On her return to the United States, her academic career followed her husband’s movements between Massachusetts (where she taught at Wellesley) and New York (at NYU) until the end of the marriage in 1973 prompted her to accept an offer to become dean of the Graduate School of Arts and Sciences at Bryn Mawr College in Pennsylvania; she retired as Leslie Clark Professor of the Humanities in 1991. At NYU, she weathered the campus turmoil of the 1960s and 1970s with compassion, political engagement, and considerable physical courage; these same years marked her first forays into the history of cooking, sparked initially by a course on the ancient Roman cookbook of Apicius but quickly extended to every culture and every age. During her tenure at Bryn Mawr, she produced an annotated, illustrated edition of Ulisse Aldrovandi’s Statue di Roma and, with Ruth Rubinstein, a book based on her years of work on the Census: Renaissance Artists and Antique Sculpture: A Handbook of Sources (1986). By 1981, however, her greatest enthusiasm had turned to the history of food, an enthusiasm shared in an unending bounty of historically accurate banquets that delighted, surprised, and sometimes (as with the live goldfish in aspic) horrified her guests. The first volume of Art, Culture, and Cuisine: Ancient and Medieval Gastronomy was published by the University of Chicago Press in 1999; the second volume, beginning with the Renaissance and ending with John Cage’s macrobiotic breakfasts, was still unfinished at the time of her death.
Bober served as president of CAA from 1988 to 1990; she was also president of the Renaissance Society of America in 1983. Her many honors included a Guggenheim Fellowship in 1979, election to the Dames d’Escoffier in 1995, election to the American Philosophical Society in 1999, and election as Foreign Member of the Accademia dei Lincei in 1995. She leaves two sons, Jonathan and David, her longtime companion, Ted Barnett, and a host of friends and students for whom her sheer delight in life was the chief joy of knowing her.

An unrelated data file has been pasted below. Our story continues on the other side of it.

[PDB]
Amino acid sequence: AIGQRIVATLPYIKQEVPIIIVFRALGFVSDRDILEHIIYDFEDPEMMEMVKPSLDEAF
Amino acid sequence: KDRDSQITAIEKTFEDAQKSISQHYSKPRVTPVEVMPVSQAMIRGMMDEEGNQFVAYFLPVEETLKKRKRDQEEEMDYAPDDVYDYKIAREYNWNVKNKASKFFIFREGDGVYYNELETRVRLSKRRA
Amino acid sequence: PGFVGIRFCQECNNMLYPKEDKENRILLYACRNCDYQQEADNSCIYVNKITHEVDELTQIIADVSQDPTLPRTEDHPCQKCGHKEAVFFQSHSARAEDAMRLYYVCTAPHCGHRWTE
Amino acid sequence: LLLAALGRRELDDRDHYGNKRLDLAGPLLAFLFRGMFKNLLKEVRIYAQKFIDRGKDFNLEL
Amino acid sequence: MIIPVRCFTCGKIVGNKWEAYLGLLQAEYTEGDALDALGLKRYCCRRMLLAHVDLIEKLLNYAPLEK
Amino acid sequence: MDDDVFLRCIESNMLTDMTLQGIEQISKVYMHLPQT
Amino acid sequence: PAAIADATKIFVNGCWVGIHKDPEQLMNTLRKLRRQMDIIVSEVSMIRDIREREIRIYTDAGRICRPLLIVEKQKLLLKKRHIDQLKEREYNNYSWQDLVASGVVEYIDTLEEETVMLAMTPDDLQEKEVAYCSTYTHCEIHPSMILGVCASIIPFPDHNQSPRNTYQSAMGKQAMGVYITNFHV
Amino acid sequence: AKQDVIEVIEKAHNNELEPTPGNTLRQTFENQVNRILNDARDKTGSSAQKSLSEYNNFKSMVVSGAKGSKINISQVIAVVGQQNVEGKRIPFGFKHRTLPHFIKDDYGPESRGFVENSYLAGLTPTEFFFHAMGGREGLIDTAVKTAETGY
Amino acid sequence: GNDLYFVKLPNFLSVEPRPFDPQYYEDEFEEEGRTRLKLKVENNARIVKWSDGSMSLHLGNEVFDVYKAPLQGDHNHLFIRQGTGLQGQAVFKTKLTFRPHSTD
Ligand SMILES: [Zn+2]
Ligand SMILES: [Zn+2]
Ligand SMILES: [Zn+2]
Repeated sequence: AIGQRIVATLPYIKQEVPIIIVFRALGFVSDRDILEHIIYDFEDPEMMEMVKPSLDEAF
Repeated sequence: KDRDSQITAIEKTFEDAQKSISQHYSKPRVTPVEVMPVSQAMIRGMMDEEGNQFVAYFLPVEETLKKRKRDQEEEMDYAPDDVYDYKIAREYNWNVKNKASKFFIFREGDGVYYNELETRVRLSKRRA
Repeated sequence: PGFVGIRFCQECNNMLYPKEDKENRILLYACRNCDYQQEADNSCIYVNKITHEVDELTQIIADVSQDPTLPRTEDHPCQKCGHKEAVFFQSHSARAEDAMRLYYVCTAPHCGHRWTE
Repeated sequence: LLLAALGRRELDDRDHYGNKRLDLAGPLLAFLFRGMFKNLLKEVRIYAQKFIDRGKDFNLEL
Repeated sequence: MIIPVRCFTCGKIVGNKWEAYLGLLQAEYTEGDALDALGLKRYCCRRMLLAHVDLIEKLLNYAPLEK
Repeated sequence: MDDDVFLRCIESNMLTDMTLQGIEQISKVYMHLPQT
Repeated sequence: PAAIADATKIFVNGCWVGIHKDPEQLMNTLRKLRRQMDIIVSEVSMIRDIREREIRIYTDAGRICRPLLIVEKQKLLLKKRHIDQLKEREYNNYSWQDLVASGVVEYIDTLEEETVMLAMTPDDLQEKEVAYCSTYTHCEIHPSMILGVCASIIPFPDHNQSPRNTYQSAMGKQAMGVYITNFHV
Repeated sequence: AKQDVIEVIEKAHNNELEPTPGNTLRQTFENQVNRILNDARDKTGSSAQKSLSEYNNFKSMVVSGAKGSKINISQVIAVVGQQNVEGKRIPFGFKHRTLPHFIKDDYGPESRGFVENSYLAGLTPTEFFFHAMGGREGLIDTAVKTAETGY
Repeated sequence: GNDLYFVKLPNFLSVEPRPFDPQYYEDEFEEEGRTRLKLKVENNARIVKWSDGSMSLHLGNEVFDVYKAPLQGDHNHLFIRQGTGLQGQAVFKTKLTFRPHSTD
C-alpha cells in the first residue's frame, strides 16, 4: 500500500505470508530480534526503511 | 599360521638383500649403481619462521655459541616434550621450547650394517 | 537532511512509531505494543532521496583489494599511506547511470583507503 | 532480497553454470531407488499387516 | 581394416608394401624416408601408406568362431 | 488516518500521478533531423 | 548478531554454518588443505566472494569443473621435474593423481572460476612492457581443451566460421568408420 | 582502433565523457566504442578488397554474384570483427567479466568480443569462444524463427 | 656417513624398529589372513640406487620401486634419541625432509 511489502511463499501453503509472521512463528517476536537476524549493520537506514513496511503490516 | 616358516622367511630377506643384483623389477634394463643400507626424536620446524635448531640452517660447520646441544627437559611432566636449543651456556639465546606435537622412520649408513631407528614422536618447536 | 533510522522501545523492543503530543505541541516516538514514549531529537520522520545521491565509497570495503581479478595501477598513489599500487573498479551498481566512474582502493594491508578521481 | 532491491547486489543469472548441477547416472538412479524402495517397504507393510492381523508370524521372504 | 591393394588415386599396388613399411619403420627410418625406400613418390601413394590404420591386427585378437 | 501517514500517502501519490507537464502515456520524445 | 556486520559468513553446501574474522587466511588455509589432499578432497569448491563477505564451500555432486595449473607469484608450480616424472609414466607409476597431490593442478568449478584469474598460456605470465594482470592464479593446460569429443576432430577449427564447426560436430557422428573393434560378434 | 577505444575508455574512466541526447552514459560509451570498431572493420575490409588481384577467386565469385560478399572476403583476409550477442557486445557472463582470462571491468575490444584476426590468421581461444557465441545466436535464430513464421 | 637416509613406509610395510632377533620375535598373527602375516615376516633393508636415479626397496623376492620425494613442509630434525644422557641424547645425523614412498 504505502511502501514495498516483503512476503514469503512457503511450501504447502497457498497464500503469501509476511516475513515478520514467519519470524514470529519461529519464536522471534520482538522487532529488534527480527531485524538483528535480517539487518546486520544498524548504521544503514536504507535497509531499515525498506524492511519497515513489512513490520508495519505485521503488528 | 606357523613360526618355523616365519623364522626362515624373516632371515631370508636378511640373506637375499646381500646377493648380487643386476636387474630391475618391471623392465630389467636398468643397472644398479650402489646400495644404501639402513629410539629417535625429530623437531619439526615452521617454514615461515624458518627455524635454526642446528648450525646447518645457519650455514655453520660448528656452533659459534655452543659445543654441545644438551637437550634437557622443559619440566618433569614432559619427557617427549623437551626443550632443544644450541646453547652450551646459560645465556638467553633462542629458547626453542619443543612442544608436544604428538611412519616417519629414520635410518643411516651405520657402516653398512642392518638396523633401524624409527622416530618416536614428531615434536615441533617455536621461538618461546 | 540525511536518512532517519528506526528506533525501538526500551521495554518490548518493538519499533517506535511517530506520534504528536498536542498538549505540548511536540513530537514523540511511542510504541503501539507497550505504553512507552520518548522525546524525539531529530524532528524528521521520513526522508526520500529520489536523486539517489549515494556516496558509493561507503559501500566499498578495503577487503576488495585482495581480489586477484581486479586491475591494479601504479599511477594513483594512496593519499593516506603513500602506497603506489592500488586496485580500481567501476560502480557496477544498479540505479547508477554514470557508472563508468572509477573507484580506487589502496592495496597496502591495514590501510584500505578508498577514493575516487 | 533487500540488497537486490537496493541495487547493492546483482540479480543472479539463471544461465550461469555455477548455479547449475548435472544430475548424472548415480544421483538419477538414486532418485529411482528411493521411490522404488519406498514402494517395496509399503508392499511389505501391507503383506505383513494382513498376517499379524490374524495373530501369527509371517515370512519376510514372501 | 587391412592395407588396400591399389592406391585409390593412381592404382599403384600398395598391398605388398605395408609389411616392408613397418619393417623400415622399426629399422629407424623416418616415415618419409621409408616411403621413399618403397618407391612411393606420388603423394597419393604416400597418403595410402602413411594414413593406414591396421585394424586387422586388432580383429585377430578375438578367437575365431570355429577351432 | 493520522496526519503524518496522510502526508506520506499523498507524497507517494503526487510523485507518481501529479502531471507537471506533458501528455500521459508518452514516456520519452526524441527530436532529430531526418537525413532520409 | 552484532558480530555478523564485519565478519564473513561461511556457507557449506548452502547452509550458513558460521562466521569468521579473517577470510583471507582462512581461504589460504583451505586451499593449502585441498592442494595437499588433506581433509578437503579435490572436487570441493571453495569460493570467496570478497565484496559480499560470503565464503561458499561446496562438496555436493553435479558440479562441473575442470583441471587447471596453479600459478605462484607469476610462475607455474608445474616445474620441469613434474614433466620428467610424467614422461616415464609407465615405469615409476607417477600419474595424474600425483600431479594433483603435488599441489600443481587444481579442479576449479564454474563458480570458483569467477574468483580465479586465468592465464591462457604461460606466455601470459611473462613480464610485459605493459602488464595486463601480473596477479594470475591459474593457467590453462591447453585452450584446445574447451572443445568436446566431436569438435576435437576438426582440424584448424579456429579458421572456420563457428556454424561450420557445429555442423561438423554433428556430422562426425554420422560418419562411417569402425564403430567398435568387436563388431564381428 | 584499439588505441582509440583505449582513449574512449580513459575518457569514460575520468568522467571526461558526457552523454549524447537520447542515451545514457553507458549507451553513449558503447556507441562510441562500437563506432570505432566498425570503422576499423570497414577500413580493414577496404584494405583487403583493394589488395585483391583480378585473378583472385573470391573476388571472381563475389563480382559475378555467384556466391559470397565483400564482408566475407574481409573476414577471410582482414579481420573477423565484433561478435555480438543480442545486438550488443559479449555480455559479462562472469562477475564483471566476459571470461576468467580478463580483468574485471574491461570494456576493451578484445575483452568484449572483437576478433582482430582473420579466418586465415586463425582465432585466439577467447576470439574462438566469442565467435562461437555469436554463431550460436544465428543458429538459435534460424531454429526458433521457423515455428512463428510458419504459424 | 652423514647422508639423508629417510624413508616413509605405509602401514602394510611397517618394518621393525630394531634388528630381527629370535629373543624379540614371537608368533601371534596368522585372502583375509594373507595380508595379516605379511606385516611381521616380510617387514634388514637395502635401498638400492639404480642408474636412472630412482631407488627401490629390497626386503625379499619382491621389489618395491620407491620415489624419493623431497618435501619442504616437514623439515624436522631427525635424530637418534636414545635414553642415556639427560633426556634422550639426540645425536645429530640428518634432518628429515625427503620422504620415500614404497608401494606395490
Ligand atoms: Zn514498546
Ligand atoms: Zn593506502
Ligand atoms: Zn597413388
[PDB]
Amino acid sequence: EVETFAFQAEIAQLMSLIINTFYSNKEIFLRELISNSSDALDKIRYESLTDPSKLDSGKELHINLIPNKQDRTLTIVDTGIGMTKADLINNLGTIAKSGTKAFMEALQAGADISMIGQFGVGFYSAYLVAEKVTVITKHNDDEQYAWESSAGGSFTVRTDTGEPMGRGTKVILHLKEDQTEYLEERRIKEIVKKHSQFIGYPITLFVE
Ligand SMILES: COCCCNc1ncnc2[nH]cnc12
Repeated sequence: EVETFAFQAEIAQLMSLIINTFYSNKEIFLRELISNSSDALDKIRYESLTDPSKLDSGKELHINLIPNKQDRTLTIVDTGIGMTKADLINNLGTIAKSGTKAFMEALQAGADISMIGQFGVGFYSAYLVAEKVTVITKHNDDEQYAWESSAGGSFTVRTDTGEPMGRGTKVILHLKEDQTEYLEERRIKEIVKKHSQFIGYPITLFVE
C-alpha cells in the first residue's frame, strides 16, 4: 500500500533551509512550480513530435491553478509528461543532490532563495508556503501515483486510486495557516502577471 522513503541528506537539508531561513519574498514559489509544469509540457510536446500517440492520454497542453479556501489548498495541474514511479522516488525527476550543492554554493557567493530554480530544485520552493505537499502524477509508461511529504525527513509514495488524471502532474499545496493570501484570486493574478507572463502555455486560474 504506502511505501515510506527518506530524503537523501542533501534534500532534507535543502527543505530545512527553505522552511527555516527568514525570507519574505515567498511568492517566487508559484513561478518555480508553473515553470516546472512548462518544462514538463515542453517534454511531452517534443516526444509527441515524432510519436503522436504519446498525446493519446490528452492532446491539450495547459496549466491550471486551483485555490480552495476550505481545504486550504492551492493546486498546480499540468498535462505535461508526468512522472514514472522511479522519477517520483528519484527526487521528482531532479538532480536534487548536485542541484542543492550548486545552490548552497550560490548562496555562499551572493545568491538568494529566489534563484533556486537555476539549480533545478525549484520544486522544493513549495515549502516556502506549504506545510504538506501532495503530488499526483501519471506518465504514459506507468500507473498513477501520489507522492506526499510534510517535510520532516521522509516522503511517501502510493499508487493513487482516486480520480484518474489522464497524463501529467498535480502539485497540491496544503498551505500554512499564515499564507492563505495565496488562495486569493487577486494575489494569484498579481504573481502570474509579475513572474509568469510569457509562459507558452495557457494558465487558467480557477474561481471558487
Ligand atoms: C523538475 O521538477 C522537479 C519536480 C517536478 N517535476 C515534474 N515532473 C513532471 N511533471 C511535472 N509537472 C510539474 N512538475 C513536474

New York Session
Ingrid D. Rowland of the American Academy of Rome chaired the posthumous Distinguished Scholar Session, which took place on Thursday, February 20, 2003, in the East Ballroom, Third Floor, Hilton New York, 2:30–5:00 PM. The panel included James S. Ackerman of Harvard University, who shared “Reminiscences of Phyllis Bober,” and Julia Haig Gaisser of Bryn Mawr College, speaking on “Humanism in Ancient Rome.” In addition, Maureen Pelta of Moore College of Art and Design talked about “A Taste of Antiquity; or, How Greece Brought Correggio to Rome,” and the food writer Nancy Harmon Jenkins described “Phyllis as Foodie.” The session began with a reading of Emperor Hadrian’s poem, “Animula vagula blandula” and concluded with a reading from Bober’s 1995 Charles Homer Haskins lecture, “A Life of Learning.”